Sunshine is not just uplifting for our mood.
It performs the vital function of creating most of the vitamin D that our bodies need.
Low levels of vitamin D have been connected in people with osteoporosis, depression, and poor immunity to infection.
With more people staying at home, and less holidays in the sunshine these last two years, vitamin D deficiency is an issue that many are facing.
As a result, demand for vitamin D supplements and prescribed treatments for people are increasing.
These products – especially prescribed preparations – pose great risk to dogs, who are very sensitive to some compounds of vitamin D. Certain types mainly found in psoriasis creams for people, only require very small quantities to be ingested to cause significant toxicity in dogs.
Luckily, I have not yet personally seen a case relating to this type of accidental ingestion.
We have a subscription for a service called the Veterinary Poisons Information Service (VPIS). There are so many things that a pet might swallow by mistake that are poisonous, I cannot memorise the symptoms and treatment for them all. So it’s a real benefit to have access to a central service that records incidents, and offers advice.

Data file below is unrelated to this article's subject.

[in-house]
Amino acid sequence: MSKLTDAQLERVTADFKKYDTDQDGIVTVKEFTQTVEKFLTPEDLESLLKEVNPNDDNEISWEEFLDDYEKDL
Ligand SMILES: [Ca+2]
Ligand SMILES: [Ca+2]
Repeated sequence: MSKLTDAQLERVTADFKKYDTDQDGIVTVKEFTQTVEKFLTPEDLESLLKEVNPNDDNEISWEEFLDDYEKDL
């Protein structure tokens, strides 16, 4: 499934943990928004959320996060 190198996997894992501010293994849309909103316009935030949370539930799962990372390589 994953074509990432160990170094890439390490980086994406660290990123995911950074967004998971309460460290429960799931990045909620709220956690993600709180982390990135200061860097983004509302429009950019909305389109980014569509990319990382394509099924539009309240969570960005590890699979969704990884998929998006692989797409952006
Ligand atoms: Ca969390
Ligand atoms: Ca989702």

The number of enquiries to the VPIS service regarding vitamin D have increased over recent years, and they are anticipating a further rise, with lockdown measures, winter months and travel restrictions reducing our exposure to sunlight.
Clinical signs of vitamin D toxicity tend to occur within a few hours of ingestion, and an excessive thirst may be the first sign.
Following this, profuse vomiting and diarrhoea as well as depression, lethargy and an urgency to pee a great deal may develop.
From 12 hours onwards, the heart muscle starts to struggle, kidney problems develop and dogs may start to vomit up blood.
Puppies and dogs with pre-existing renal dysfunction are predisposed to vitamin D toxicity.
If you suspect your pet has eaten some medication of yours, you should always consult your vet.
Our first aid courses for pet owners includes the actions to take in the case of a suspected poisoning. To find out how to book, go to themewesvets.co.uk/events .